Four Steps for Building an Email Recovery Strategy

Mar 22, 2024

Consumers are increasingly indicating a preference for digital communications. Adding emails to your collection strategy can significantly improve your recovery efforts. Emails offer a cost-effective, scalable, and personable way to reach out to consumers. Here’s how you can make emails part of your recovery strategy.

Understand the Legal Framework

Before embarking on an email communication strategy, it’s important to understand the legalities around electronic communications. The FDCPA and Reg F set clear guidelines on how and when you can communicate with consumers. Ensure your strategy complies with these regulations to avoid legal pitfalls.

For instance, each communication must include a clear and easy way for consumers to opt-out of future communications.

Verify Consent to Email

Make sure the email addresses on your list are accurate and that you have permission to email those consumers. Reg F outlines how agencies can obtain consumer email addresses. Generally the consumer must have:

  • provided the email address to or used the email address to communicate with the collector or the original creditor,
  • the consumer hasn’t opt-out or withdrawn consent to email,
  • before a collector uses the email address, the creditor informs the consumer of the debt being transferred and their email address being shared with the collector.

See Section 1006.6 Communications in connection with debt collection of Reg F for a detailed description of email procedures.

Develop Internal Policies and Procedures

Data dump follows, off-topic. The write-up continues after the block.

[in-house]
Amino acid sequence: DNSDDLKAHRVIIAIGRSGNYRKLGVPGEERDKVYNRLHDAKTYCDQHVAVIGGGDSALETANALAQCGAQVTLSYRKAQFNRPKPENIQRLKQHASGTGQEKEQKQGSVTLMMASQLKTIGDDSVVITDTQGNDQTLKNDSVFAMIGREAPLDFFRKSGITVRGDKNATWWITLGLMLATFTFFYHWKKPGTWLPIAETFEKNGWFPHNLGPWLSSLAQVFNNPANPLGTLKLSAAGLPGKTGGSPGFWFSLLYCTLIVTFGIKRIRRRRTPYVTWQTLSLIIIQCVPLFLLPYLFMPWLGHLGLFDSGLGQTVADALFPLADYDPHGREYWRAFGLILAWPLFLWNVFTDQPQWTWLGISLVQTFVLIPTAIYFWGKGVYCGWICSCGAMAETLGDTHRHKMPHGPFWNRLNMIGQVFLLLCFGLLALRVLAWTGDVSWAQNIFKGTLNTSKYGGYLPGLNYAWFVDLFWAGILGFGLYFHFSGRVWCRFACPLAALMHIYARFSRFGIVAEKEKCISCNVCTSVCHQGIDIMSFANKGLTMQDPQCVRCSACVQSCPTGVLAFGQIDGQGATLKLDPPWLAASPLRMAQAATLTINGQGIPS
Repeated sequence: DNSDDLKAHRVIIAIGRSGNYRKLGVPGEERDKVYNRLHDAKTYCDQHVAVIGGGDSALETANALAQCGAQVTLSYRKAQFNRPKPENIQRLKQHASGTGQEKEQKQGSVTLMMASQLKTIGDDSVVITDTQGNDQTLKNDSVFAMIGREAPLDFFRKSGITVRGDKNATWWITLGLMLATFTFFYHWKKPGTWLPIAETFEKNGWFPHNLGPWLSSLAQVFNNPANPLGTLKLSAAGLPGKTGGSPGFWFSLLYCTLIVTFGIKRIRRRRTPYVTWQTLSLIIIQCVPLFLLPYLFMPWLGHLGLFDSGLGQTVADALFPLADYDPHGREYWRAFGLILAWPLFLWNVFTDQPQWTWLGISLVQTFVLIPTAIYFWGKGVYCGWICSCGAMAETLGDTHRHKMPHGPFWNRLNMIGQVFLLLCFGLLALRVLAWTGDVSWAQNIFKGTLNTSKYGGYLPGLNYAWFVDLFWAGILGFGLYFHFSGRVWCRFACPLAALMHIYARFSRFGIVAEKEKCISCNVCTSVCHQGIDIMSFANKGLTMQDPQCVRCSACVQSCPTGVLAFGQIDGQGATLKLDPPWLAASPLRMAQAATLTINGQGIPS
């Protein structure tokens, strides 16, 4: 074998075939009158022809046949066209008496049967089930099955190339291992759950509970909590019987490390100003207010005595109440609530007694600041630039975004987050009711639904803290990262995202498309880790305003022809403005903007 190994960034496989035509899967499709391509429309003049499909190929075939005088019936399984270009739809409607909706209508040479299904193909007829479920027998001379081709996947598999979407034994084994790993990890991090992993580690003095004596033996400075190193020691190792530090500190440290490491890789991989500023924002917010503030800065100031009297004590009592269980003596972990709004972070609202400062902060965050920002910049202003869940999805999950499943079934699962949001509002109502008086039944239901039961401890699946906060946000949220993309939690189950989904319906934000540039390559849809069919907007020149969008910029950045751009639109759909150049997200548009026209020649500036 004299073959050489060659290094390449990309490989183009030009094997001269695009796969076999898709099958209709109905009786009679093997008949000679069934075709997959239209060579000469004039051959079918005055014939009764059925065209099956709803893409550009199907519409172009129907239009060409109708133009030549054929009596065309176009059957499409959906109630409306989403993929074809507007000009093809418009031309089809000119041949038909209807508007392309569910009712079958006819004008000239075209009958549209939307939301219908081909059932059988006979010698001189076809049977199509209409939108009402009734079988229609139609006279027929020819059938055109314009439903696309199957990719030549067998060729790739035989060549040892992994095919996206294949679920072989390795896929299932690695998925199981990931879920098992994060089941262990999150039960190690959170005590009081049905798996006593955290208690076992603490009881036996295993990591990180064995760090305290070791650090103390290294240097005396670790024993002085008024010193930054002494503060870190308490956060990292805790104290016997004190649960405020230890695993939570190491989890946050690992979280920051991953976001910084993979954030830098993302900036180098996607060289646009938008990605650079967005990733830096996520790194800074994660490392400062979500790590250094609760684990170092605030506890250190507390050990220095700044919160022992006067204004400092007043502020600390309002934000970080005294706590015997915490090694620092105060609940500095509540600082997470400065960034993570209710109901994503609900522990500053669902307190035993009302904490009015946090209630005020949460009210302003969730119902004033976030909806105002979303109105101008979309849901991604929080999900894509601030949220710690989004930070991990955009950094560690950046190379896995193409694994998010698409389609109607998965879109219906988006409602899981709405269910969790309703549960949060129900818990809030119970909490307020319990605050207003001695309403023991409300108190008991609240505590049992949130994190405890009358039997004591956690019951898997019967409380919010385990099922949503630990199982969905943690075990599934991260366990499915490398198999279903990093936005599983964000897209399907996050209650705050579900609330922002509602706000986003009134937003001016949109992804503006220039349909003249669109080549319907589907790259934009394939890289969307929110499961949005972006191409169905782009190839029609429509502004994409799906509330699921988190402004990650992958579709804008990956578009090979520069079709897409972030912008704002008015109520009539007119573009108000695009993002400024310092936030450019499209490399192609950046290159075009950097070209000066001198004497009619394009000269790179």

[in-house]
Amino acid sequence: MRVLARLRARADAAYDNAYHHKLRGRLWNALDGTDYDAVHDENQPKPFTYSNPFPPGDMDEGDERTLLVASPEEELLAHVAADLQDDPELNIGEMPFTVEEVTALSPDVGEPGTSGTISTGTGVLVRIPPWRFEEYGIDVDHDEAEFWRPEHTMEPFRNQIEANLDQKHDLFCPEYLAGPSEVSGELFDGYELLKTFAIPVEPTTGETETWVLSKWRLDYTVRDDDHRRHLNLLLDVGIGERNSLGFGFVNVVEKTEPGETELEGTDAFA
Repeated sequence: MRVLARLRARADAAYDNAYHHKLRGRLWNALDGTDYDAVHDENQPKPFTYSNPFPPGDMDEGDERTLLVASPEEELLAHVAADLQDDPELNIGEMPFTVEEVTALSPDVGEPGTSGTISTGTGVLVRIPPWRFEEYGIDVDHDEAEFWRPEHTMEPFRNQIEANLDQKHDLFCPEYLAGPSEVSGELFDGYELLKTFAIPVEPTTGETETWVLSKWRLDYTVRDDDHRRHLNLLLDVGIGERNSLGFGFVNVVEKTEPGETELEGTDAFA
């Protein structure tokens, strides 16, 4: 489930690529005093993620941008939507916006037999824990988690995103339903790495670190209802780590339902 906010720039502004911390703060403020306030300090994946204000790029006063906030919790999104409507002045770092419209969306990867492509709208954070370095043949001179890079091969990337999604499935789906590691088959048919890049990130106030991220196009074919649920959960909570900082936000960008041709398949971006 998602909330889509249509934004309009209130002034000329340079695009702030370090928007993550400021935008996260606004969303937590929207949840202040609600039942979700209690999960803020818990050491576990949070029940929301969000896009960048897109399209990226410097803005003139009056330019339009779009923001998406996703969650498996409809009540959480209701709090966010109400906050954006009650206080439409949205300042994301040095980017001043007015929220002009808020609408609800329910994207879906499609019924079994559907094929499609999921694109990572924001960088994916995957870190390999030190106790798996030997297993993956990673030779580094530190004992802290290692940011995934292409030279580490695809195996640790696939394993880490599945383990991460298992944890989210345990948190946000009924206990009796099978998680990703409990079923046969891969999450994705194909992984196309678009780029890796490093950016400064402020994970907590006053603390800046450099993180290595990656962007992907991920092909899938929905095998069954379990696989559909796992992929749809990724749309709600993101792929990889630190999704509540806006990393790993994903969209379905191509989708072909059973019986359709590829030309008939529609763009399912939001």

Establish clear internal policies and procedures for email communication and ensure all staff are trained and understand these policies. Ideally, your policies will cover all aspects of email use to ensure effective, professional, and legally compliant practices Here are a few elements to consider as you design your email strategy:

  • Data privacy and collection:  Detail measures for protecting the privacy and security of debtor information in emails and procedures for handling sensitive information and ensuring that email communications do not inadvertently disclose debtor information to unauthorized parties.
  • Audience segmentation and personalization: Create guidelines for segmenting the email list based on debtor information, such as debt amount, communication preferences, and response history, to tailor communication strategies effectively.
  • Email content guidelines: Develop standards for the tone, language, and content of email messages, ensuring they are professional, respectful, and clear.
  • Opt-out management: Describe procedures for including a clear and straightforward opt-out mechanism in every email, as required by law. Be sure to include steps to efficiently process opt-out requests to ensure compliance and maintain email list integrity.
  • Frequency and timing: Decide the ideal frequency of emails to stay in compliance with Reg F and to avoid over-communication and potential harassment. For email timing, take into account different time zones and potentially sensitive times.